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says was gradual, it cannot be ascribed in any degree to the authors of the Greek version. Seeing then that they, as well as the authors of the Apocrypha, cannot be quoted as authorities for it, to what other source are we to be referred for this new sense of Gehenna? We do not see that it can be traced to any other source but the Targums. Should it then be found that it is used there in this sense frequently and explicitly, what would be the conclusion which any rational man would draw from this ? Would he conclude that Gehenna is a place of endless misery? No; he would conclude that this is something which the writers of the Targums have added as a gloss of their own to the text of the Old Testament, for the authors of the Greek version found no such thing in the Old Testament when their version was made, nor did they think themselves warranted in adding any such glosses of their own. Either, then, the authors of the Greek version did wrong in not finding this sense of Gehenna in the Old Testament, when they made their version, or the Targums are not to be regarded in having made this addition to the oracles of God. If we are to receive this addition of theirs, why not all their other additions, until the word of God is made by us as it was by the Jews, of none effect through our traditions ?



THERE is not a truth revealed in the Bible, against which, one opposed to it, may not start objections. It would, however, be a mere waste of time, and a very trifling employment, to answer every silly objection which might be made. All will allow, that objections which are rational, and which affect the subject against which they are brought, demand an answer. Every objection which has occurred to myself, or has been suggested by others, of any weight against the views which have been advanced, I shall now attempt to consider. These objections divide themselves into two classes; plausible, popular objections, but which do not bear against the argument which has been adduced, and such as are supposed to have some weight against the evidence in support of that argument. I shall begin with the first of these.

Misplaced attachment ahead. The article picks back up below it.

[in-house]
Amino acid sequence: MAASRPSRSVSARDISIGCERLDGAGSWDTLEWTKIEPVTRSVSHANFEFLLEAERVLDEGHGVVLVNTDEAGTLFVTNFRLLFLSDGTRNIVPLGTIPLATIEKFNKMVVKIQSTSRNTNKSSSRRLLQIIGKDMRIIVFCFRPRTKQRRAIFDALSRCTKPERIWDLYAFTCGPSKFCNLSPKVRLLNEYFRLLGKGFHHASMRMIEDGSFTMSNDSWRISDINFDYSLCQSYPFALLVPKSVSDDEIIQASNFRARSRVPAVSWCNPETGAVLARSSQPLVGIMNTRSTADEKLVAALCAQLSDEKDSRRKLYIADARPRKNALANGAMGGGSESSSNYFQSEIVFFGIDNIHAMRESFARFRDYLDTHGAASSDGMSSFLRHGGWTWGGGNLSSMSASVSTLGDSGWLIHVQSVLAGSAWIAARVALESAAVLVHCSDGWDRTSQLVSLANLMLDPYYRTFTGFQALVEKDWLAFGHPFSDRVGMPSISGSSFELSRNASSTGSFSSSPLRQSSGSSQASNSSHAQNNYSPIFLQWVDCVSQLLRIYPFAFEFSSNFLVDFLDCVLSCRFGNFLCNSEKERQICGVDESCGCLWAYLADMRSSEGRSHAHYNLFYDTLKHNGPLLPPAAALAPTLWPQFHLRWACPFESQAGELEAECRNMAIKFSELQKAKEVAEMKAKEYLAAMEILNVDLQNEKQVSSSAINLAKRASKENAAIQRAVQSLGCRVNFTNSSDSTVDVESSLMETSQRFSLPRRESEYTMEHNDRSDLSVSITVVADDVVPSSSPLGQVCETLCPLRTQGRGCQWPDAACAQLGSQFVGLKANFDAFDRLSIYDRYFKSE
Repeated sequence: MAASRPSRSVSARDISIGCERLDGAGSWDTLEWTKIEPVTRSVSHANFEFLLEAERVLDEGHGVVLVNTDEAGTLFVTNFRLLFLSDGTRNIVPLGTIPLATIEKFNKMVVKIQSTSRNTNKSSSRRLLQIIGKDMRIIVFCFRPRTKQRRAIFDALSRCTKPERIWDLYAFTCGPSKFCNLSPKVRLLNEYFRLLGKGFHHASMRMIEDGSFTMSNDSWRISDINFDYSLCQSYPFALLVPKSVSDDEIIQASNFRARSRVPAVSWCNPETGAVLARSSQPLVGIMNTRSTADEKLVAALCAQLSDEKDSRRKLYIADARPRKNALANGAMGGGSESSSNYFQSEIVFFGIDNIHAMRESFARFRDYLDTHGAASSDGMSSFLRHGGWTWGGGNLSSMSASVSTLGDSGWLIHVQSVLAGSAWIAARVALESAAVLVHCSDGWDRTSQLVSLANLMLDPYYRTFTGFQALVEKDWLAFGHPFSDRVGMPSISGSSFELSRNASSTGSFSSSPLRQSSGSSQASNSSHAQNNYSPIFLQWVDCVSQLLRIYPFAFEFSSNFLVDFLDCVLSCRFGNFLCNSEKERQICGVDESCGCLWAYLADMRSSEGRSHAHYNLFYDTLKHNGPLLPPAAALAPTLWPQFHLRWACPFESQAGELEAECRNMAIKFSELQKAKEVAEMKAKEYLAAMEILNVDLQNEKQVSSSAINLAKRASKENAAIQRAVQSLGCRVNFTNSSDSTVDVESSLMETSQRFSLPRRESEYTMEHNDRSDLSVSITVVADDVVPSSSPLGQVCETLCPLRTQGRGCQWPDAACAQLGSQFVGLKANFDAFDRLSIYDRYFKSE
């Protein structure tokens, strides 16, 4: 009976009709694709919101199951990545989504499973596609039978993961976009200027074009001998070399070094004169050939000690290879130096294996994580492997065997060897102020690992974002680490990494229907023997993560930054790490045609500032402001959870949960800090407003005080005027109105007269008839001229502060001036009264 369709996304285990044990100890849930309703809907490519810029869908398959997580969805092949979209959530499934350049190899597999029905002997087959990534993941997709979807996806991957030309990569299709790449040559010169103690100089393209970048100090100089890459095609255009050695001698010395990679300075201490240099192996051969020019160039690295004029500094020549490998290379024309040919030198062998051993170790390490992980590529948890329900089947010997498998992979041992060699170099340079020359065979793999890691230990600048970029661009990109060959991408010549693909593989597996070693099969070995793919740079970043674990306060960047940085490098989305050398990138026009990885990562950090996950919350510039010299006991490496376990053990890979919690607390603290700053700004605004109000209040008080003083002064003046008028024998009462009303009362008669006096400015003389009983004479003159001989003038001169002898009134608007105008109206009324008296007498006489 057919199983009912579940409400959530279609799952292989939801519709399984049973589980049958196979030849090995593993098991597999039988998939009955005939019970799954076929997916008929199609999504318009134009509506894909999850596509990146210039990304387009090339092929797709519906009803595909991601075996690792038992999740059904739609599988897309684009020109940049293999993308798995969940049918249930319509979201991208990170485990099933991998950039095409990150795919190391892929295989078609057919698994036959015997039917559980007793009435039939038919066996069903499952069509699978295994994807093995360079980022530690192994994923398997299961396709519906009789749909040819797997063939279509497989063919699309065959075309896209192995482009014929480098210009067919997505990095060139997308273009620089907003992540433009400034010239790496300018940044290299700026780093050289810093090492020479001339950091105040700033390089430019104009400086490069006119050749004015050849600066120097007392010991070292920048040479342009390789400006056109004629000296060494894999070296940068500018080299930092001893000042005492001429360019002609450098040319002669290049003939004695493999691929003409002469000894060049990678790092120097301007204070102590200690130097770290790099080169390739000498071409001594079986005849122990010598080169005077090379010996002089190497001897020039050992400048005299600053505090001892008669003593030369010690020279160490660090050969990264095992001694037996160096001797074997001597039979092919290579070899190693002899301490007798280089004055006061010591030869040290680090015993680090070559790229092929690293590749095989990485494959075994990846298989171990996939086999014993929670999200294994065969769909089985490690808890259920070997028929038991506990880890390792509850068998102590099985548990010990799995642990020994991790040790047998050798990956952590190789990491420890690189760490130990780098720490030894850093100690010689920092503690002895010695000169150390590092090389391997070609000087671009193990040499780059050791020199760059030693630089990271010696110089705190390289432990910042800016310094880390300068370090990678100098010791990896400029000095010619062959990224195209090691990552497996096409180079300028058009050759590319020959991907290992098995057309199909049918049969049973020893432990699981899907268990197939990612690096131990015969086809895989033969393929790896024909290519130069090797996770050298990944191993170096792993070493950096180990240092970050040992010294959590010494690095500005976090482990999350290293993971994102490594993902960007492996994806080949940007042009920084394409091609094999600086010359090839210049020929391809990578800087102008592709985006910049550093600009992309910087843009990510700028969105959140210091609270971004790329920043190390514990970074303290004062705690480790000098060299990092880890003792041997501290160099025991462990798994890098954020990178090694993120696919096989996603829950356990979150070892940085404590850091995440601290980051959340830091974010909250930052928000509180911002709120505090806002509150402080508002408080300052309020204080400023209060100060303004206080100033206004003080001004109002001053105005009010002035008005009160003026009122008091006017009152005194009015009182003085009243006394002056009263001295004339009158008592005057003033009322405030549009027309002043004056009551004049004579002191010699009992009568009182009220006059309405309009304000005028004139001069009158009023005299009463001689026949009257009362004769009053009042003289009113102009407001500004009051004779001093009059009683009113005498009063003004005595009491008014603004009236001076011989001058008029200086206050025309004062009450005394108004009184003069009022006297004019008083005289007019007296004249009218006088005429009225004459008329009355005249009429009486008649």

1st, One of the most popular objections which I think can be stated, is, that my sentiments are of a licentious tendency. It is remarked, if you do away Gehenna or bell as a plaee of endless punishment for the wicked, what is left to deter men from the commission of every crime ? Indeed, say some, if I believed there was no hell, I would indulge myself in all kinds of iniquity! Look, say they, at the loose principles, and still more loose morals, of the Universalists; and add, by way. of triumph, who ever heard of a revival of religion among them? It will be allowed, that I have stated



ibis objection fully and fairly. It shall now be my business, as fully and fairly io meet it.

Ist, It is said, “ if hell, a place of endless punishment is done away, what is left to deter men from the commission of crime?" In reply to this, 1 remark 1st, Under the Old Testament dispensation, it is al. lowed, that the doctrine of hell torn:ents was not known. Suffer me to ask, what was left then to de. ter men from crime before this doctrine bad existence? When these persons have told us, what was left in those days to deter men from crime without it, we are prepared to inform them what can deter men in these days without it. And if this doctrine was not preached under the Old Testament to make men holy, how came any then to be holy without it? Did Adam preach the doctrine of hell torments to Cain to make bim holy? Did Noah preach this doctrine to make the antediluvians holy? Did Lot preach ibis doctrine to make the Sodomites holy?' Did Abraham even allude to this doctrine in bis intercession with God, as an argument that they might be spared? Yea, was the belief of this doctrine the cause of the holiness of Adam, Noah, Abraham, Lot, &c. &c.! Did the belief of bell torments make them holy in distinction from those who were unholy ? If this was the cause of their being holy themselves, why did they not preach this doctrine to make their friends, neighbours, and indeed all mankind, holy? If this doctrine was bélievcd in those days, and was so well fitted as is supposed, to prevent wickedness, wby was it not preached? Surely Noah ought to have preached it to the people of the old world, when all flesh had corrupted their way upon the earth. He was a preacher of righteousness, but I do not find a single hint given in his history, that he was a preacher of hell iorments, 10 deter men from their licentious courses. Besides; why did not Lot preach it to the Sodomites to make